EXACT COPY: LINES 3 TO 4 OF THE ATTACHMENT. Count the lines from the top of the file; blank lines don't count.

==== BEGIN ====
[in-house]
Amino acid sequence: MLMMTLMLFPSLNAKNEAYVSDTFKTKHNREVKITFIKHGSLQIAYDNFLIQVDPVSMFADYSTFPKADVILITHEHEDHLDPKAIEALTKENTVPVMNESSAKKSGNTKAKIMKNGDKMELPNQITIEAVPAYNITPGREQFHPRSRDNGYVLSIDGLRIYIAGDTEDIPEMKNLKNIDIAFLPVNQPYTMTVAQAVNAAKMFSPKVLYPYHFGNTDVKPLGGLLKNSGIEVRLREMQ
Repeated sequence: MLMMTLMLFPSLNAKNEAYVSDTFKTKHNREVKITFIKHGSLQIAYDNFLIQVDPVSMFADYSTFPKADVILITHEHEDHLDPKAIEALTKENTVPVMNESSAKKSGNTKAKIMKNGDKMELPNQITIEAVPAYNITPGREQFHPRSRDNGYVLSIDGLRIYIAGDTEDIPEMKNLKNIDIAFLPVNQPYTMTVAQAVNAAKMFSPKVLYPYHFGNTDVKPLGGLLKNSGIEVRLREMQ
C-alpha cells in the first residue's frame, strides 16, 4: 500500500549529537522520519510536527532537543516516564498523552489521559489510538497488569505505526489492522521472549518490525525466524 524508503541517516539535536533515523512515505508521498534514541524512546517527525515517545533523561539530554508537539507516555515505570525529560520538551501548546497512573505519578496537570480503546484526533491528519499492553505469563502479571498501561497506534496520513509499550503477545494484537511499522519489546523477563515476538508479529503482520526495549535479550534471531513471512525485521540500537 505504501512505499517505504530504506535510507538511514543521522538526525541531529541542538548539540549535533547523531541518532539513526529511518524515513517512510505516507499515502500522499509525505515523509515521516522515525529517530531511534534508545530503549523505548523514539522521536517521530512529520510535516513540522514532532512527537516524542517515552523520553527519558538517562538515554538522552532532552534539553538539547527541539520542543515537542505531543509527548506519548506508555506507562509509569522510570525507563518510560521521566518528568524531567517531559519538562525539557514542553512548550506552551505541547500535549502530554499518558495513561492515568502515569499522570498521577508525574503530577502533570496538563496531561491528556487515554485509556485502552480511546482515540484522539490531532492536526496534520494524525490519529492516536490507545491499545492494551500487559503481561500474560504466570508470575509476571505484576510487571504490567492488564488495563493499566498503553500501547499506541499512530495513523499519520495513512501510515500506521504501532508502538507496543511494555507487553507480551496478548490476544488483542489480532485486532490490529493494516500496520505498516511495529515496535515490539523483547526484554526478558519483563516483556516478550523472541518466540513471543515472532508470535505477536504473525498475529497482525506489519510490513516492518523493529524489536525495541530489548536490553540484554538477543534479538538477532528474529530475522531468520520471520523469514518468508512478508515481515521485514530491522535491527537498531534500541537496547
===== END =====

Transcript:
Repeated sequence: MLMMTLMLFPSLNAKNEAYVSDTFKTKHNREVKITFIKHGSLQIAYDNFLIQVDPVSMFADYSTFPKADVILITHEHEDHLDPKAIEALTKENTVPVMNESSAKKSGNTKAKIMKNGDKMELPNQITIEAVPAYNITPGREQFHPRSRDNGYVLSIDGLRIYIAGDTEDIPEMKNLKNIDIAFLPVNQPYTMTVAQAVNAAKMFSPKVLYPYHFGNTDVKPLGGLLKNSGIEVRLREMQ
C-alpha cells in the first residue's frame, strides 16, 4: 500500500549529537522520519510536527532537543516516564498523552489521559489510538497488569505505526489492522521472549518490525525466524 524508503541517516539535536533515523512515505508521498534514541524512546517527525515517545533523561539530554508537539507516555515505570525529560520538551501548546497512573505519578496537570480503546484526533491528519499492553505469563502479571498501561497506534496520513509499550503477545494484537511499522519489546523477563515476538508479529503482520526495549535479550534471531513471512525485521540500537 505504501512505499517505504530504506535510507538511514543521522538526525541531529541542538548539540549535533547523531541518532539513526529511518524515513517512510505516507499515502500522499509525505515523509515521516522515525529517530531511534534508545530503549523505548523514539522521536517521530512529520510535516513540522514532532512527537516524542517515552523520553527519558538517562538515554538522552532532552534539553538539547527541539520542543515537542505531543509527548506519548506508555506507562509509569522510570525507563518510560521521566518528568524531567517531559519538562525539557514542553512548550506552551505541547500535549502530554499518558495513561492515568502515569499522570498521577508525574503530577502533570496538563496531561491528556487515554485509556485502552480511546482515540484522539490531532492536526496534520494524525490519529492516536490507545491499545492494551500487559503481561500474560504466570508470575509476571505484576510487571504490567492488564488495563493499566498503553500501547499506541499512530495513523499519520495513512501510515500506521504501532508502538507496543511494555507487553507480551496478548490476544488483542489480532485486532490490529493494516500496520505498516511495529515496535515490539523483547526484554526478558519483563516483556516478550523472541518466540513471543515472532508470535505477536504473525498475529497482525506489519510490513516492518523493529524489536525495541530489548536490553540484554538477543534479538538477532528474529530475522531468520520471520523469514518468508512478508515481515521485514530491522535491527537498531534500541537496547